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In re Testosterone Replacement Therapy Products Liability Litigation

United States District Court, N.D. Illinois

March 21, 2018

IN RE TESTOSTERONE REPLACEMENT THERAPY PRODUCTS LIABILITY LITIGATION This Document Relates to: Mitchell
v.
AbbVie, No. 1:14-cv-09178

          David M. Bernick Paul, Weiss, Rifkind, Wharton & Garrison LLP Counsel for AbbVie Inc.

          Nathan E. Hoffman Dechert LLP, Michelle Hart Yeary Dechert LLP Counsel for AbbVie Inc. and Abbott Laboratories

          DEFENDANTS' MOTION AND SUPPORTING MEMORANDUM FOR JUDGMENT AS A MATTER OF LAW PURSUANT TO FEDERAL RULE OF CIVIL PROCEDURE 50(a)

          MATTHEW F. KENNELLY JUDGE

         TABLE OF CONTENTS

         I. PLAINTIFF DID NOT OFFER SUFFICIENT EVIDENCE THAT ANDROGEL WAS A BUT-FOR CAUSE OF HIS HEART ATTACK ................................................................ 1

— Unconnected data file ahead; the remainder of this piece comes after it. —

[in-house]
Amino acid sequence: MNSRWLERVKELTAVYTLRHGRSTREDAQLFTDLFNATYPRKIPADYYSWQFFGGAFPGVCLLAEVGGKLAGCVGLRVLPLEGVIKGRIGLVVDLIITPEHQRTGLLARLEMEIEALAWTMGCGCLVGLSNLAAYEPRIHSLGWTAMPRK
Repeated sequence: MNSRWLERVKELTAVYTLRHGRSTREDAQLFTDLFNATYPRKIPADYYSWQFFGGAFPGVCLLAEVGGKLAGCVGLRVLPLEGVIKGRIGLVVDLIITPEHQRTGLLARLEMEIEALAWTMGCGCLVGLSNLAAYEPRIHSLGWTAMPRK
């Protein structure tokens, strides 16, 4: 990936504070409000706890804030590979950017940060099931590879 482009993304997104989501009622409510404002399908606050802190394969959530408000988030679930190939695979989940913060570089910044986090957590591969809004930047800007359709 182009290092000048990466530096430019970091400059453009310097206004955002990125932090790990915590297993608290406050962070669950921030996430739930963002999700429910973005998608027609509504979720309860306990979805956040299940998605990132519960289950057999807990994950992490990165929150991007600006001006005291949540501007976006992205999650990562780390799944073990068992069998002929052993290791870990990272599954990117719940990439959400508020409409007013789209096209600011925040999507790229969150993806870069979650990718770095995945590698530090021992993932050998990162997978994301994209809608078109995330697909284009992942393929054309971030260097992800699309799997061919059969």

II. PLAINTIFF DID NOT OFFER SUFFICIENT EVIDENCE OF INADEQUATE WARNINGS TO SUPPORT STRICT LIABILITY AND NEGLIGENCE ....................... 2

A. Plaintiff Failed to Demonstrate Reasonable Evidence of a Causal Association ..... 4
B. Plaintiff Did Not Prove Inadequate Warnings Under State Law ............................ 6
C. Plaintiff's Warning Claims Also Fail Because His Prescribing Physician Expressly Warned Him of a Potential Heart Attack Risk ....................................... 6

         III. PLAINTIFF'S STRICT LIABILITY CLAIM ALSO FAILS BECAUSE HE DID NOT PRODUCE EVIDENCE THAT ANDROGEL WAS DEFECTIVE OR UNREASONABLY DANGEROUS ........ 7

         IV. THE MISREPRESENTATION CLAIM FAILS BECAUSE THERE IS NO CLEAR AND CONVINCING EVIDENCE THAT PLAINTIFF OR HIS PRESCRIBING PHYSICIAN SAW OR RELIED ON ANY FALSE REPRESENTATION ...................... 8

         A. No Reasonable Jury Could Find that AbbVie Made a False Representation ......... 8

         B. No Reasonable Jury Could Credit Dr. Kessler's Inherently Contradictory Testimony ............................ 11

         C. There Is No Evidence that Plaintiff or His Prescribing Physician Saw or Relied on Any False Representation ...... 12

         V. OREGON LAW AND DUE PROCESS BAR ANY PUNITIVE DAMAGES ............... 14